Omicron has ‘substantial’ ability to evade immunity from previous COVID infection

Omicron has a “substantial” ability to evade immunity from a previous COVID infection, according to the first real-world study of the variant’s effect.
The finding suggests the new variant could cause a substantial wave of infections, even in populations with high levels of antibodies.

Researchers at the South Africa’s National Institute for Communicable Diseases (NICD) warn their finding has important public health implications.

They add: “Urgent questions remain regarding whether Omicron is also able to evade vaccine-induced immunity and the potential implications of reduced immunity to infection on protection against severe disease and death.”
The scientists looked at almost 2.8 million confirmed cases of COVID-19 in South Africa since March 2020 and found 35,670 were reinfections.

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The risk of a reinfection was lower in the Beta and Delta waves than the first surge of cases in March 2020 that was caused by the Wuhan strain of the virus.

But significantly they found the risk of reinfection in the current Omicron wave is 2.4 times higher than in the first wave.

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The results have been published as a pre-print on the MedRxiv server and have not been peer reviewed.
The researchers say: “We find evidence of a substantial and ongoing increase in the risk of reinfection that is temporally consistent with the timing of the emergence of the Omicron variant in South Africa, suggesting that its selection advantage is at least partially driven by an increased ability to infect previously infected individuals.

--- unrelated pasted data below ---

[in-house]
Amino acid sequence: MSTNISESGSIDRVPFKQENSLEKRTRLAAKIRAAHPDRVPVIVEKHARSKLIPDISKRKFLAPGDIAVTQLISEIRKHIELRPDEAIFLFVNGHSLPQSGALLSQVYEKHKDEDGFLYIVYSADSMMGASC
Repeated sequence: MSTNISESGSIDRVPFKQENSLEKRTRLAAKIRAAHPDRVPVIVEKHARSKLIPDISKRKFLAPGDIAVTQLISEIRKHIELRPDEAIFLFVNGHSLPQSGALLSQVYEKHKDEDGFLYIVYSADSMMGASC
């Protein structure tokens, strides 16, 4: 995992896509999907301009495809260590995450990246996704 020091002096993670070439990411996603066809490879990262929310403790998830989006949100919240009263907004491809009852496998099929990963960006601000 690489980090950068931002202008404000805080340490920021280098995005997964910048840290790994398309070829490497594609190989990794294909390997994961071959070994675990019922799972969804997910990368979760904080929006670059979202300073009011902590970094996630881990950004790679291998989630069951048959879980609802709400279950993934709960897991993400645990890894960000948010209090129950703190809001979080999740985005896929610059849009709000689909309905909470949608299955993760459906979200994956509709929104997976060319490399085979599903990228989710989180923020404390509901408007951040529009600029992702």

“Immune escape from prior infection, whether or not Omicron can also evade vaccine derived immunity, has important implications for public health globally.”
Although only around a quarter of the population in South Africa is fully vaccinated, immunity from natural infection is high because the country has had several large waves of COVID.

Analysis: Thomas Moore, science correspondent

We now have the first strong insight to what’s driving Omicron’s rise in South Africa. And it has worrying implications for the rest of the world.
Scientists have been puzzling over the real-world effect of the variant’s constellation of mutations.
Some predicted that our antibodies may not be good enough to prevent infection. And this shows that is indeed the case.
A reinfection rate more than twice as high as in the first wave with the original Wuhan virus is quite astonishing – particularly when you consider that the Beta and Delta variants didn’t have that biological superpower.
So Omicron can spread, even in a population with very high levels of natural immunity.
Although the variant doesn’t seem to be more inherently transmissible than Delta. The effect of reinfections on the current wave in South Africa will be much the same.
The big question now is what happens in a population, like the UK’s, where vaccination rates are high.
Research by the National Institutes of Health in the US has shown that antibodies produced by COVID vaccines are more likely to recognise variations in the virus spike protein than those generated by natural immunity.
That could mean people who are fully vaccinated – and boosted – may still be able shrug off Omicron.
But it could be weeks before we know that for sure.

Earlier, the World Health Organisation (WHO) said it will deploy a surge team to South Africa to help deal with the variant outbreak.
The team will be sent to Gauteng province to help with surveillance and contact tracing.
However, Barry Schoub, chair of the South African government’s committee on COVID vaccines, told Sky News initial signs were “good news”.

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David Nabarro lists the actions everyone can take to limit the spread of COVID.
“Certainly, at this stage, the news does look to be promising – the great majority of the breakthrough infection (in other words, individuals that have had infection despite vaccination) is mild.
“Our hospital surveillance is showing a little bit of an uptick but certainly nothing as dramatic as we’ve seen in the previous waves.”

Source : Sky News